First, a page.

The installations for pressing and making the wines have been awarded the quality label by the CIVC. His press of 2000Kg (4409 pounds) combines modernism and tradition and is one of only two made of this type in the world. It crushes the grapes ever so delicately, with less pressure and more respect for the grape, adhering to the family philosophy of never "stressing" the grapes at any point during the production process. Gilles Dumangin is one of the few producers in Champagne who utilizes enamel tanks in which the porosity maintains a signature yeast component cuvee after cuvee.
Champagne Dumangin J. Fils has more than 13 acres in the prestigious Montagne de Reims and is considered a classic recoltant-manipulant (grower producer) who carefully controls every aspect of production, from picking to bottling, to hand riddling.
The Champagne production zone (AOC vineyard area) is defined and delimited by a law passed in 1927, encompassing roughly 85,000 acres of vineyards. There are four main growing areas in the Champagne: the Montagne de Reims, the Côte des Blancs, the Valley de la Marne and the Côte des Bar. Together they encompass nearly 280,000 plots of vine. 17 villages have a traditional entitlement to Grand Cru ranking and 42 to Premier Cru ranking.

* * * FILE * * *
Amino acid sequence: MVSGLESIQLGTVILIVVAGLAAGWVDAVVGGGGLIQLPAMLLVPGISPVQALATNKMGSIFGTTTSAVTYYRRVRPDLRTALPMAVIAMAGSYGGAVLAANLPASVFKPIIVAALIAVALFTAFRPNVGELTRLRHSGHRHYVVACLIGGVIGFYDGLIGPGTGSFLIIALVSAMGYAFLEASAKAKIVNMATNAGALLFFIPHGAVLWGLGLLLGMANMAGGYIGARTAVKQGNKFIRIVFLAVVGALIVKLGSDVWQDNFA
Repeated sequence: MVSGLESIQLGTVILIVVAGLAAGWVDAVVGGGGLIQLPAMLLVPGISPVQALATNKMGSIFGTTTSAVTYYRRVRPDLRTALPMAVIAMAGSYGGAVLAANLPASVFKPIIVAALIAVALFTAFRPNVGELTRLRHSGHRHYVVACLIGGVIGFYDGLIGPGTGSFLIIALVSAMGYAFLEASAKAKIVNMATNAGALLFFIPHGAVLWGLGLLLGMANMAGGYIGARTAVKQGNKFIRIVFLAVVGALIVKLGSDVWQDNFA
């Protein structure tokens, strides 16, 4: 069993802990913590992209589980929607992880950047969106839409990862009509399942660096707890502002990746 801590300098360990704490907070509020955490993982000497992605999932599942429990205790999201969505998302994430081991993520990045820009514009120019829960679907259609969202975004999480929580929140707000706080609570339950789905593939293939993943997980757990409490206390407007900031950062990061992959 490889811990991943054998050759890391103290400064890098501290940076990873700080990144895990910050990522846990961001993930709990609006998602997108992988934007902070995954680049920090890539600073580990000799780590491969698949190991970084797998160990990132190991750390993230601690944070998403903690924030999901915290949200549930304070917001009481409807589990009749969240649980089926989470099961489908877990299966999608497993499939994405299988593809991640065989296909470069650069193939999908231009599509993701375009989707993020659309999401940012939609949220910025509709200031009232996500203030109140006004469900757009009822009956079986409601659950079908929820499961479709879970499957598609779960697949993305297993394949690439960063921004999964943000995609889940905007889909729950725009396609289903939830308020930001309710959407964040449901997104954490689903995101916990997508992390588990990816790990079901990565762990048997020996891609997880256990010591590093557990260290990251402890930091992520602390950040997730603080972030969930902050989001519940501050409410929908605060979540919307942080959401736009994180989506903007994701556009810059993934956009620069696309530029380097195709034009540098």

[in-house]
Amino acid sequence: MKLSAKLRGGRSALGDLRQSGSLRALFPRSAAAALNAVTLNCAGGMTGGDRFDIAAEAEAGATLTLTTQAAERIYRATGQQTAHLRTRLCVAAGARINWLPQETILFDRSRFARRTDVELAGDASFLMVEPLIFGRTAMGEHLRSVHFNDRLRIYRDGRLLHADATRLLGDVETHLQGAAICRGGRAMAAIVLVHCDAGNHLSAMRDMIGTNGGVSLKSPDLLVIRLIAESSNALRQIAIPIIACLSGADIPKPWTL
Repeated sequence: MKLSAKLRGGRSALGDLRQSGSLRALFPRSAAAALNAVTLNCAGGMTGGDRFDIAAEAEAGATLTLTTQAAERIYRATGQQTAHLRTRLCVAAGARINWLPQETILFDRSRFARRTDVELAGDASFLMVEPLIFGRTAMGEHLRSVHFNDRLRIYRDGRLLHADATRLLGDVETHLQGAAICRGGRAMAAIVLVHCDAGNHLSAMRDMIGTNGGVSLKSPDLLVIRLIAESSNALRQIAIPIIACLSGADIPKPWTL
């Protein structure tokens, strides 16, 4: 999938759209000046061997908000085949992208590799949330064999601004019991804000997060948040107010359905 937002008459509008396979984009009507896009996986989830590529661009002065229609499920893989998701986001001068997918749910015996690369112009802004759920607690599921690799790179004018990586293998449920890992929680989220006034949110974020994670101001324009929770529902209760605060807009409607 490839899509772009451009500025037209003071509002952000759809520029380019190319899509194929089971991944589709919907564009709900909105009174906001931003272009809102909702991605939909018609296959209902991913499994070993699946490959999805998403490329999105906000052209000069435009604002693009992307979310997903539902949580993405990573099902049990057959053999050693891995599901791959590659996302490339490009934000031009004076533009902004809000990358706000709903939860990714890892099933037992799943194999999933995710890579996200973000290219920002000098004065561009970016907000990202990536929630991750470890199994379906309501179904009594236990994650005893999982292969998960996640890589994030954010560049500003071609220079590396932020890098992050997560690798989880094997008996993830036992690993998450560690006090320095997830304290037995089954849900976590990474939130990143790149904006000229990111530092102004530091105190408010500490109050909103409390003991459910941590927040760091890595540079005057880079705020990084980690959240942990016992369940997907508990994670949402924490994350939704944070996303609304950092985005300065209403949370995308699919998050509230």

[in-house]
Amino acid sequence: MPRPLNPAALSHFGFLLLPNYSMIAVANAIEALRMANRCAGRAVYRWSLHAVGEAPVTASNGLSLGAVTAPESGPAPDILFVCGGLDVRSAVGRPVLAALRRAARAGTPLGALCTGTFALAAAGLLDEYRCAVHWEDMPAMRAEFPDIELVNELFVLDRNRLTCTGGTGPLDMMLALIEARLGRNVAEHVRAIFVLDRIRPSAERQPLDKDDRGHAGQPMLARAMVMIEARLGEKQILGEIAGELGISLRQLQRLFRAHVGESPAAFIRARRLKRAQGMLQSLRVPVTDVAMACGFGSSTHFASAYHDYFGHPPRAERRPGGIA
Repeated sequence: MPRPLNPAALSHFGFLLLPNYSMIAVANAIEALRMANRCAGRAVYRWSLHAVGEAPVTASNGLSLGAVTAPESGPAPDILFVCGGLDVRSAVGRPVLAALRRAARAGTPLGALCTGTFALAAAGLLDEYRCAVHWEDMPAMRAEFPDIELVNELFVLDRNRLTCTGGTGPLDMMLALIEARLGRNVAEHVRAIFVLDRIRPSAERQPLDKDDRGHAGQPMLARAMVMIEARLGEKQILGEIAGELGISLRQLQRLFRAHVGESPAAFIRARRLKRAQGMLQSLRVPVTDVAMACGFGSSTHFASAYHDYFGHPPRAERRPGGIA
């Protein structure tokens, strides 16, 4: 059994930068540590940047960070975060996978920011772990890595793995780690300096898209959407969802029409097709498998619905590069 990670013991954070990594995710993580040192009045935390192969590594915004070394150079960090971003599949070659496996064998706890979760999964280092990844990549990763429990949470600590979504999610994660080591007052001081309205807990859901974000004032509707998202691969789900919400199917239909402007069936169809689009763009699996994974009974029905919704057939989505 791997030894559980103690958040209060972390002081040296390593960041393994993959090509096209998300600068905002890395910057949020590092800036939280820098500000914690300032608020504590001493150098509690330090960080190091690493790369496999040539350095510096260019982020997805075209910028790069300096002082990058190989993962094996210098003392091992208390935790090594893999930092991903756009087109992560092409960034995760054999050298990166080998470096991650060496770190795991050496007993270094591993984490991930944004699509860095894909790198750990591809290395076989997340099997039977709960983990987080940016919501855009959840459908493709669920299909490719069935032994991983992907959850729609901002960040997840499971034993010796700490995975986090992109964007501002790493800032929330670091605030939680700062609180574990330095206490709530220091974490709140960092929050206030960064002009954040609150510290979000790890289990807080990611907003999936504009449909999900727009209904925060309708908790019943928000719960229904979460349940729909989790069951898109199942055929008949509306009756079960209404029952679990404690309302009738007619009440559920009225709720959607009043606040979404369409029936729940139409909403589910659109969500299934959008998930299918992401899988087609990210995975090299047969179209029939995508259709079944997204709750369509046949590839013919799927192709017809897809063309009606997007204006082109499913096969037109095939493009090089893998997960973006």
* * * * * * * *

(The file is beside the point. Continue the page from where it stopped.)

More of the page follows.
Champagne has a history of vine-growing that dates back to the dawn of Christianity, and its vineyard boundaries have been defined by France’s appellation system (Appellation d’Origine Contrôlée or AOC) since 1927.
With its northern location, rugged climate, distinctive soil type and hillside vineyards, the Champagne terroir is the only one of its kind – as original as the wine it produces. Champagne had two major distinguishing features: northerly latitude and a dual climate that is subject to oceanic and continental influences alike.
Montagne de Reims
Montagne de Reims is one of the five sub-regions of the Champagne wine region. It is located north of Vallée de la Marne, Côte de Sézanne and Côte des Blancs. The region is located around Reims Mountain, from Reims to Épernay, and contains nine Grands Crus villages.